DR. HOOK- Itchy, scratchy: Fungus a friend of warm parts

Gold medals are gold for a reason. However, my skating coach said to me, "Competing is not about winning a medal. It's about doing your best." I replied, "If medals aren't important, then why are they so shiny?" They aren't made of tin or stone.

So somehow I came up with the crazy idea to compete in a solo figure skating program. Trust me: I have no delusions of grandeur (like some people I know in academia). While competing in ice dancing at the US Adult National Figure Skating Championships 2007, I saw how much fun the skaters had in the interpretive programs. So why not? It was my Walter Mitty fantasy.

I picked my music (Toni Basil's "Mickey") and choreographed it with my coach. I started jumping/spinning again (single jumps only– no Brian Boitanos). In November, I competed in a regional competition in Philadelphia just to "test the waters," and little did I know how much angst this performance would cause me! I need a face lift from all my frown lines. But to my delight, I had a great time. The audience was great, and I got a Silver Medal (yes, that's shiny, too!). 

Don't you think from all the hard work I would have come down with athlete's foot?

Fungal skin infections (tinea) are caused by dermatophytes and can occur from the top of the head to the tip of the toe. About five million doctor visits a year are due to tinea, although most people treat their skin infections with over-the-counter anti-fungal creams/sprays. So it's pretty common, although people with diabetes, immunocompromised conditions like AIDS, and in athletics are more at risk.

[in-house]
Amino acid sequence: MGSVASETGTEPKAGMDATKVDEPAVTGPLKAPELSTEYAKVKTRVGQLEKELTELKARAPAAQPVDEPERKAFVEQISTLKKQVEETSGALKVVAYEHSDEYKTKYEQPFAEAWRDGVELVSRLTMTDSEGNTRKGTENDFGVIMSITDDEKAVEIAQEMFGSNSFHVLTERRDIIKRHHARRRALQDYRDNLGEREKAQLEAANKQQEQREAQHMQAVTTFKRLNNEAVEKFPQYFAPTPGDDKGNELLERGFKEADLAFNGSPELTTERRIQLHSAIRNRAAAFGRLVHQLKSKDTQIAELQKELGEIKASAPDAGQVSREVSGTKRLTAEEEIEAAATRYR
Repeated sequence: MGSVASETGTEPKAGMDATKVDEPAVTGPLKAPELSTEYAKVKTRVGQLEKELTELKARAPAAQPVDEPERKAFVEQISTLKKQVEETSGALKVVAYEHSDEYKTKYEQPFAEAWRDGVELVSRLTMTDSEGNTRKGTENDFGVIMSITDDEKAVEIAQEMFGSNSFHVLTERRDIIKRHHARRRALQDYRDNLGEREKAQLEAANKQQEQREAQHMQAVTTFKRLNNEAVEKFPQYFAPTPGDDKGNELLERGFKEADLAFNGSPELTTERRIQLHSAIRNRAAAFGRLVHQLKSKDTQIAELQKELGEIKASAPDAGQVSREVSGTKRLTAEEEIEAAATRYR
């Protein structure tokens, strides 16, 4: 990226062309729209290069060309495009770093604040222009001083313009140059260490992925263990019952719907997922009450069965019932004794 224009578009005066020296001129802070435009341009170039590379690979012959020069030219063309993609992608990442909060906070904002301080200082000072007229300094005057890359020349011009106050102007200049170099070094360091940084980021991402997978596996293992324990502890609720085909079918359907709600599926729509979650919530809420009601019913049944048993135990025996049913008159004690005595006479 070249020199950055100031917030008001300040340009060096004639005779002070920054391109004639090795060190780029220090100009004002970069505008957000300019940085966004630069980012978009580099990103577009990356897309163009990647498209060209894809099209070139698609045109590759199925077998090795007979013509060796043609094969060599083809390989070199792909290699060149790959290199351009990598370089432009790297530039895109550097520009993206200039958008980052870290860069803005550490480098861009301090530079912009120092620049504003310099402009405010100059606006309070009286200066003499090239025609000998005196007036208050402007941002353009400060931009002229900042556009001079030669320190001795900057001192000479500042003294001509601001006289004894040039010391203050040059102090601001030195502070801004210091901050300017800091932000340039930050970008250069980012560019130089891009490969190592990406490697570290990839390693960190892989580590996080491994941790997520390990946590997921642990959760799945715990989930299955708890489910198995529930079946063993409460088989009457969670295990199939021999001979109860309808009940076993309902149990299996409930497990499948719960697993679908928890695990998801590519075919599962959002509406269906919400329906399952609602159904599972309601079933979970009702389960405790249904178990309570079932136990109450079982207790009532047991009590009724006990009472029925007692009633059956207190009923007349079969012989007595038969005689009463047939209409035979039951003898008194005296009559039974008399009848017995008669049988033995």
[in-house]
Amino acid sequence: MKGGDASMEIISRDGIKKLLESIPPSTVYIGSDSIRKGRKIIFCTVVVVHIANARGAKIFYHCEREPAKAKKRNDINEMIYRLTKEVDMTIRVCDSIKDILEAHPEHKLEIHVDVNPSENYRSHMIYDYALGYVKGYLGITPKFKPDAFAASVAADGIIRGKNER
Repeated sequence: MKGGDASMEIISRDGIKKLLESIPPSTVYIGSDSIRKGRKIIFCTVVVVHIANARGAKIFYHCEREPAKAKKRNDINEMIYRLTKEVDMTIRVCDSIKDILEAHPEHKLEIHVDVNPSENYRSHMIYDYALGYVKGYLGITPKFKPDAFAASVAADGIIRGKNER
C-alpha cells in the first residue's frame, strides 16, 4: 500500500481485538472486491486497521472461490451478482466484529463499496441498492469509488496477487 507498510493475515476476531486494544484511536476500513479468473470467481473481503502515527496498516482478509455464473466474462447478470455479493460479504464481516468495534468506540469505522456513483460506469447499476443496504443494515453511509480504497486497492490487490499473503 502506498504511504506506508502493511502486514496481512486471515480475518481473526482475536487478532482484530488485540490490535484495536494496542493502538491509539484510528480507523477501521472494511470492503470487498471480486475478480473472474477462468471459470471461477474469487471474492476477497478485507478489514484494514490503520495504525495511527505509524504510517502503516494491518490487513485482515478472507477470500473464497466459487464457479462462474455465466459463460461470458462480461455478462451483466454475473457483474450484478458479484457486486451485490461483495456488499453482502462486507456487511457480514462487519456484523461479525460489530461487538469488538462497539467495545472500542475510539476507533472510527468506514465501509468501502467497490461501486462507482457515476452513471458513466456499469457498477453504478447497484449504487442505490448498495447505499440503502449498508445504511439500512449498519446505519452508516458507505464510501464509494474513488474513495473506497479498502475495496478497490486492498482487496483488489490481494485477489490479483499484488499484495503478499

Tinea corporis is commonly known as ringworm because it looks like a red ring that's slightly raised– but there's no worm underneath, folks! It starts as a red circular lesion and spreads out centrifugally as the center starts to clear up. It can be contagious. In fact, during my research I learned wrestlers with tinea corporis gladiatorum aren't supposed to compete until their fungal infection is treated– to prevent spreading it to other competitors. (I wonder if Oscar winner Russell Crowe will ever do a sequel movie, Tinea Corporis Gladiator.)

Athlete's foot is something constantly mentioned in ads. Spray out that burning, itching foot rash! With tinea pedis, you never want to accidentally put your foot in your mouth. When tinea pedis is acute, it can be red, itchy, and full of blisters. Often it starts between "the little piggy who had none and the little piggy who went ‘wee wee wee wee' all the way home." Chronic tinea pedis can lead to toenail fungal infections and can also be a portal for bacteria to enter– so it shouldn't be taken lightly.

Jock itch, tinea cruris, is more common in men than women because the male anatomy is more conducive to moist, warm areas that fungus just loves. So maybe that's a good reason for men to "go commando." Wearing boxer shorts and using baby powder is usually pretty good at preventing this itchy, scaly infection.

Tinea capitus is on the scalp and causes hair to fall out– well, unless you're Kojak or Dr. Evil. Those who hold kids are most at risk because the kids put their fungal-infected hands onto the adult's head. (I wonder, however, about Donald Trump's super thick hair: can anything penetrate it?) 

The doctor can prescribe good anti-fungals (creams or pills if nuclear war is needed against these critters) to make the skin bright and shiny again– like my pretty silver medal. (Want to see the video? Check out DrJohnHong.com/videos and at the bottom look for "figure skating." But don't laugh at me. Laugh with me.)

Dr. Hook cracks a joke or two, but he's a renowned physician with a local practice. Email him with your questions.